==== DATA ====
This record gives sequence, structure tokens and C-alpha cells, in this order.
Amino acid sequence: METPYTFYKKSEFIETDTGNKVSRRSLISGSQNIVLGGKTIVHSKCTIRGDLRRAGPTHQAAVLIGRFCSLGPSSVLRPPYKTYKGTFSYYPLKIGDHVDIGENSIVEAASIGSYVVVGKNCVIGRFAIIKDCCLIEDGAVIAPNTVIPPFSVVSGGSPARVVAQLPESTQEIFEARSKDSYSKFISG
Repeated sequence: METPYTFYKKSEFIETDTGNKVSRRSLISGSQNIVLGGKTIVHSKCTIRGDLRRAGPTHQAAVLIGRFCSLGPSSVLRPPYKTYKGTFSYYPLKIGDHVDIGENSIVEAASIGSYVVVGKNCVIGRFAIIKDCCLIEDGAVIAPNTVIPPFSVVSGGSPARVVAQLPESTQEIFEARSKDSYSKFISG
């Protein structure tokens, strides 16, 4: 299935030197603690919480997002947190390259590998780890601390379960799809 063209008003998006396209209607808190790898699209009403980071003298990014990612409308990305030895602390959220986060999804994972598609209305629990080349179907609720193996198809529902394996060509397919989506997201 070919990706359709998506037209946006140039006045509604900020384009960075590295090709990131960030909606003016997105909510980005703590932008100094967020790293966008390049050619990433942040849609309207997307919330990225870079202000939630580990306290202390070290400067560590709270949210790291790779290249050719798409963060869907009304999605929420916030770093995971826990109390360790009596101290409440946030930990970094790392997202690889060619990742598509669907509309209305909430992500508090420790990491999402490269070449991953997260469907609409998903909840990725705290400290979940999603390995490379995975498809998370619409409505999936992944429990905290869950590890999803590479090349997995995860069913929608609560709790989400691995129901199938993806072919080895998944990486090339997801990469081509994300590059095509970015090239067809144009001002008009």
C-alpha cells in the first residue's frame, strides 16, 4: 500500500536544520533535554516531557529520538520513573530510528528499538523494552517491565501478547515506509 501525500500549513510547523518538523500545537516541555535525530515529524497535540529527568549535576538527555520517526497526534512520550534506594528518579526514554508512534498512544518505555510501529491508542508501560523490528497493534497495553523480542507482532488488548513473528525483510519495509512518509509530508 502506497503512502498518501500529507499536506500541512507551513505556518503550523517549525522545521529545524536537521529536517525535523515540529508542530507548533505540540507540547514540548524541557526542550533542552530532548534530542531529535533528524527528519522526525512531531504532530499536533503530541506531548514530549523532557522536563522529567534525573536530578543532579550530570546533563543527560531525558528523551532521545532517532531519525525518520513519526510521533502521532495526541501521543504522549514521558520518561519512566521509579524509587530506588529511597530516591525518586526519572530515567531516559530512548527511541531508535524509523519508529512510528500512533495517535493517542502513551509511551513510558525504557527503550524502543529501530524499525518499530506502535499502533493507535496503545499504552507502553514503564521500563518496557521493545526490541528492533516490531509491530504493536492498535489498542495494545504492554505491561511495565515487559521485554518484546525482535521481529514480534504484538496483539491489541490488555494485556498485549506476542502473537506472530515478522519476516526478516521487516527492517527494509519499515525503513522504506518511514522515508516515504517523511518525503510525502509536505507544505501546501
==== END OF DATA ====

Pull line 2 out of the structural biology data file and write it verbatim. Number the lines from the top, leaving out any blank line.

Amino acid sequence: METPYTFYKKSEFIETDTGNKVSRRSLISGSQNIVLGGKTIVHSKCTIRGDLRRAGPTHQAAVLIGRFCSLGPSSVLRPPYKTYKGTFSYYPLKIGDHVDIGENSIVEAASIGSYVVVGKNCVIGRFAIIKDCCLIEDGAVIAPNTVIPPFSVVSGGSPARVVAQLPESTQEIFEARSKDSYSKFISG